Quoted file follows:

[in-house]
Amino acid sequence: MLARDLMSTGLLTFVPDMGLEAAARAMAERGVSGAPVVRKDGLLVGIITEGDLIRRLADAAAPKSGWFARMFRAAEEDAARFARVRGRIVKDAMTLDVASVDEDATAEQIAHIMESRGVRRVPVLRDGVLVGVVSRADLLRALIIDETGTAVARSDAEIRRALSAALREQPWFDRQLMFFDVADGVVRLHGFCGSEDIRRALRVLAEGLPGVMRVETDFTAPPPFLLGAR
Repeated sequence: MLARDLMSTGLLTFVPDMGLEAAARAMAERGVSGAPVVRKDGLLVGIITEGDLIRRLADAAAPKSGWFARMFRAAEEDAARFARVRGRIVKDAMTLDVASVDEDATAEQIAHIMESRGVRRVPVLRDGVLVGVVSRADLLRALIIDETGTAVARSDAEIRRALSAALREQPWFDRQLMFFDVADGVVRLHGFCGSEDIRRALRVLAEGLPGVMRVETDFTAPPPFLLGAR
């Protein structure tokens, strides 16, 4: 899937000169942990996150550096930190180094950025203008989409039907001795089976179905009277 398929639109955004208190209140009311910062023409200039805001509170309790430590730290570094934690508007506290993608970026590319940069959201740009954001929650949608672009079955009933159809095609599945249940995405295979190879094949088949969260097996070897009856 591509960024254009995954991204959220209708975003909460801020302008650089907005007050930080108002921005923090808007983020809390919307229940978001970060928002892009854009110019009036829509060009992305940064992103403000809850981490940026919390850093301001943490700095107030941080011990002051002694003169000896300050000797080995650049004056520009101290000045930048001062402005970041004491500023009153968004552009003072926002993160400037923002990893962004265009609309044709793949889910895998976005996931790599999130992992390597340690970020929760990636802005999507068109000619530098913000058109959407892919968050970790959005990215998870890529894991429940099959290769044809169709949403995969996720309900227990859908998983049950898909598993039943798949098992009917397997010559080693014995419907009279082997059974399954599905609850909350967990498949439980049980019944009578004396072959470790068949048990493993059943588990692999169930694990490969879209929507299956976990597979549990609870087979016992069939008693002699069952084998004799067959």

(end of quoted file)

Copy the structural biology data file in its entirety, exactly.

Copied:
[in-house]
Amino acid sequence: MLARDLMSTGLLTFVPDMGLEAAARAMAERGVSGAPVVRKDGLLVGIITEGDLIRRLADAAAPKSGWFARMFRAAEEDAARFARVRGRIVKDAMTLDVASVDEDATAEQIAHIMESRGVRRVPVLRDGVLVGVVSRADLLRALIIDETGTAVARSDAEIRRALSAALREQPWFDRQLMFFDVADGVVRLHGFCGSEDIRRALRVLAEGLPGVMRVETDFTAPPPFLLGAR
Repeated sequence: MLARDLMSTGLLTFVPDMGLEAAARAMAERGVSGAPVVRKDGLLVGIITEGDLIRRLADAAAPKSGWFARMFRAAEEDAARFARVRGRIVKDAMTLDVASVDEDATAEQIAHIMESRGVRRVPVLRDGVLVGVVSRADLLRALIIDETGTAVARSDAEIRRALSAALREQPWFDRQLMFFDVADGVVRLHGFCGSEDIRRALRVLAEGLPGVMRVETDFTAPPPFLLGAR
């Protein structure tokens, strides 16, 4: 899937000169942990996150550096930190180094950025203008989409039907001795089976179905009277 398929639109955004208190209140009311910062023409200039805001509170309790430590730290570094934690508007506290993608970026590319940069959201740009954001929650949608672009079955009933159809095609599945249940995405295979190879094949088949969260097996070897009856 591509960024254009995954991204959220209708975003909460801020302008650089907005007050930080108002921005923090808007983020809390919307229940978001970060928002892009854009110019009036829509060009992305940064992103403000809850981490940026919390850093301001943490700095107030941080011990002051002694003169000896300050000797080995650049004056520009101290000045930048001062402005970041004491500023009153968004552009003072926002993160400037923002990893962004265009609309044709793949889910895998976005996931790599999130992992390597340690970020929760990636802005999507068109000619530098913000058109959407892919968050970790959005990215998870890529894991429940099959290769044809169709949403995969996720309900227990859908998983049950898909598993039943798949098992009917397997010559080693014995419907009279082997059974399954599905609850909350967990498949439980049980019944009578004396072959470790068949048990493993059943588990692999169930694990490969879209929507299956976990597979549990609870087979016992069939008693002699069952084998004799067959």